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The Importance of Performing Regular Breast Checks

About once a year it seems everything turns pink. There's a lot of attention paid to making sure women are aware of breast cancer and then we move on in some ways. The holidays come up on the calendar followed by a new year and it can feel like that hyper awareness to breast cancer ends up naturally fading. It's probably no surprise that the majority of cases of breast cancer aren't diagnosed in the month of October, and that breast cancer is a year-round concern for the millions of women (and men) across the country that live with this disease every single day.

So too, our self-checks and hyper attention to keeping an eye on our own health can't be important for just one month or one week. Which is why we want to take a moment to highlight the importance of monthly breast self-exams.

It's a compelling fact that 40% of breast cancer cases are found by women performing routine self-checks who feel a lump. This number is actually only a few percentage points behind mammography. And while mammography and ultrasound can detect breast cancer before a lump is outwardly present, self-checks can help you establish what is happening with your breast health and help you become familiar with what is normal with the look and feel so you can better alert your healthcare professional.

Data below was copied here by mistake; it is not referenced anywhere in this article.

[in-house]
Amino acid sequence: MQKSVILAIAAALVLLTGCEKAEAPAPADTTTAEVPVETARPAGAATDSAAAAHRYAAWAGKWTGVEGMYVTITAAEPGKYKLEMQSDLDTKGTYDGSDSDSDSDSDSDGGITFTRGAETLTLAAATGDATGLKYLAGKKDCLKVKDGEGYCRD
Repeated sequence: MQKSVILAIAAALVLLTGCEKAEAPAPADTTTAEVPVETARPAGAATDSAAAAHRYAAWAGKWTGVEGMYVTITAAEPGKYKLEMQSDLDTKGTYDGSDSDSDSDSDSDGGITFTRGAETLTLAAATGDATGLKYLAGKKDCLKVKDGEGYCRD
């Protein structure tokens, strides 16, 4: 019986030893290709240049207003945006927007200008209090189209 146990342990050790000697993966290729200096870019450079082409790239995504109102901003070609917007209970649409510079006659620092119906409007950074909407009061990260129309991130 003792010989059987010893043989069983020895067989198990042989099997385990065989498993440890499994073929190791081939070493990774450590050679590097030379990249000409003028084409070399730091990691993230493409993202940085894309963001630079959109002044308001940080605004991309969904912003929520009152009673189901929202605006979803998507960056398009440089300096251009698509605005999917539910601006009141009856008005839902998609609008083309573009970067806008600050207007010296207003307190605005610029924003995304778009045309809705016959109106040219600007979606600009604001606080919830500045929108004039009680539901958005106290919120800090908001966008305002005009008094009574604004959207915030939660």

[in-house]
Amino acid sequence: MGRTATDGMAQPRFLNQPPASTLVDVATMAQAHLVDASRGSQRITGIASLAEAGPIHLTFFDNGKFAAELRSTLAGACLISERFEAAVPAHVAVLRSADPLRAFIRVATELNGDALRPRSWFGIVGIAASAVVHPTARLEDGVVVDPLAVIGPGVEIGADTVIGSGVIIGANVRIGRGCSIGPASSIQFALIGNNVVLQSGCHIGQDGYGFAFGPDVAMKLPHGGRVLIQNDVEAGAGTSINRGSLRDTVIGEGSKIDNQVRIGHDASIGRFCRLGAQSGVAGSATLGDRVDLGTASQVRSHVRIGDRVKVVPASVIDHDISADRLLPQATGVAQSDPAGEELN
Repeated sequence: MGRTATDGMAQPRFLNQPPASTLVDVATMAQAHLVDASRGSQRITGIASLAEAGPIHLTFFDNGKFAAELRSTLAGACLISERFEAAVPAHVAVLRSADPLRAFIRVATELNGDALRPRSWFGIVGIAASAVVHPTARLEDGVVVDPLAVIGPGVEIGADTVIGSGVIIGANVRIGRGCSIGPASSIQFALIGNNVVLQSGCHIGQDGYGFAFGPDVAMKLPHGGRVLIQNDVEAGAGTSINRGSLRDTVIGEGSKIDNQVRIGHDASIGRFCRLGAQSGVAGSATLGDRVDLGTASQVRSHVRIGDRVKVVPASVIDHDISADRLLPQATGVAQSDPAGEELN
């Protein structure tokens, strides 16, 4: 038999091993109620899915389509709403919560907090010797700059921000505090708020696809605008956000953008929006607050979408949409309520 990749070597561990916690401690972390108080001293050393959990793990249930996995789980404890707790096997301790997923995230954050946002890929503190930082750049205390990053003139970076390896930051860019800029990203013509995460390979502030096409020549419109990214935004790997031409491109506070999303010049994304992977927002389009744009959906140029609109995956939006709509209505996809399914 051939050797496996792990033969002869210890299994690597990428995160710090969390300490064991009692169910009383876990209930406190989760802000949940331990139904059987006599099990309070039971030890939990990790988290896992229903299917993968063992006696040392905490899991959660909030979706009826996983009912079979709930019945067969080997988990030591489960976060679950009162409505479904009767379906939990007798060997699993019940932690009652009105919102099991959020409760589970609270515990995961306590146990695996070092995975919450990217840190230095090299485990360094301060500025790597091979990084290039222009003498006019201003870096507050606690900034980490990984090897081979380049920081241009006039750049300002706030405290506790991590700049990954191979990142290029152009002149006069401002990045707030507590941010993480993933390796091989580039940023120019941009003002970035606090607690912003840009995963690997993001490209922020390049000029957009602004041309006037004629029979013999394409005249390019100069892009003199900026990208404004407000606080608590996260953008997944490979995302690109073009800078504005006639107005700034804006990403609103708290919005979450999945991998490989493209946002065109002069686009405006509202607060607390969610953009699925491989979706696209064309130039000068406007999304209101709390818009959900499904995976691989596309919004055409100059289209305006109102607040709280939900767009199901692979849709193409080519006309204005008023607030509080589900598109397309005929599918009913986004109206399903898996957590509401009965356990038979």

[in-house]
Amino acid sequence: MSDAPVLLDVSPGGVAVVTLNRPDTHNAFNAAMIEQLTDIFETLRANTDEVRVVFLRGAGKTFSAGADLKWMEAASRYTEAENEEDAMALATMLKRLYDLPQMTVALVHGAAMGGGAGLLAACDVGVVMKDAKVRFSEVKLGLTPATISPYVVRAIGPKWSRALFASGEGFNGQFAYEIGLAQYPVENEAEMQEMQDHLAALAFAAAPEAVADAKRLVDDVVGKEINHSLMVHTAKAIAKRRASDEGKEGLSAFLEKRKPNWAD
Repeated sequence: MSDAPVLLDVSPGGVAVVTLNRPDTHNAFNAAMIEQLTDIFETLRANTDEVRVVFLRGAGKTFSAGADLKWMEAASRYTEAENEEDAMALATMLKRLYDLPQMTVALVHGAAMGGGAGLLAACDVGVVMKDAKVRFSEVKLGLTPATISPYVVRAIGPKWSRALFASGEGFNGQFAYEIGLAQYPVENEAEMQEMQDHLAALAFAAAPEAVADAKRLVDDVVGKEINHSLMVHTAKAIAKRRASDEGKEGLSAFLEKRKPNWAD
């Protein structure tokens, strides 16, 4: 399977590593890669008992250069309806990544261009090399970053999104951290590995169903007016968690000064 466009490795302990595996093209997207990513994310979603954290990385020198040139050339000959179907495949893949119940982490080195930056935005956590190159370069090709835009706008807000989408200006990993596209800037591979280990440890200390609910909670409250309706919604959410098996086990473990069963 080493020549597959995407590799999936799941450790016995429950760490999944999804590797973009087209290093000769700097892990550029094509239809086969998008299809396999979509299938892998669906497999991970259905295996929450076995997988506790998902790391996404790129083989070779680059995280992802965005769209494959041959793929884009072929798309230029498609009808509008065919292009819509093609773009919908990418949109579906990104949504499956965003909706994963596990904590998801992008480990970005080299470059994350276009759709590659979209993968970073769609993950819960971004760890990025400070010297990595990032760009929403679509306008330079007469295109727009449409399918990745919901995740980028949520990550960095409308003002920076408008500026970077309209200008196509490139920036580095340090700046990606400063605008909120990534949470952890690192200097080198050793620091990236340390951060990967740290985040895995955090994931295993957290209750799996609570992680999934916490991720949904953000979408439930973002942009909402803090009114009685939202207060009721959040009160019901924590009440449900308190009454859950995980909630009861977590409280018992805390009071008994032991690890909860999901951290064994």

So how and where can you perform a breast self-check? Here are some great ways to stay on top of this important measure of your health.

1.) In the Shower Using the pads of your fingers, move around your entire breast in a circular pattern from the outside to the center of your breast. Be sure to check the entire breast, including the armpit area. Check both breasts each month, feeling for any lumps, thickening or hardened knots. Note any changes and get any lumps evaluated or examined by your healthcare provider.

2.) In Front of a Mirror

Start with your arms at your sides and visually inspect your breasts. Next, raise your arms above your head. Look for any changes in the contours and also look for any swelling or dimpling of the skin. Next, rest your palms on your hips and press firmly to flex your chest muscles. Left and right breasts will not exactly match—few women's breasts do, so look for any dimpling, puckering, or changes, particularly on one side.

3.) Lying Down

When you lie down, your breast tissue spreads evenly along your chest wall. Place a pillow under your shoulder and lift that same arm behind your head, then use the pads of your fingers in gentle circular motions covering the entire breast area. Use light, medium, and firm pressure. Squeeze the nipple; check for discharge and lumps. Then repeat on the opposite side.

If you find anything you feel needs to be noted, examined or evaluated by your healthcare professional, be sure to reach out while it is still on your mind. As you routinely check you will become more adept at noting any changes. Keep in mind that while mammograms are usually recommended for most women over the age of 40, breast self-checks are encouraged for all ages of women.

Have questions? Our Radiology and Mammography team at Memorial Hospital of Converse County has great handouts you can actually keep in your shower to help you remember and go through the visual steps each month for your breast self-check!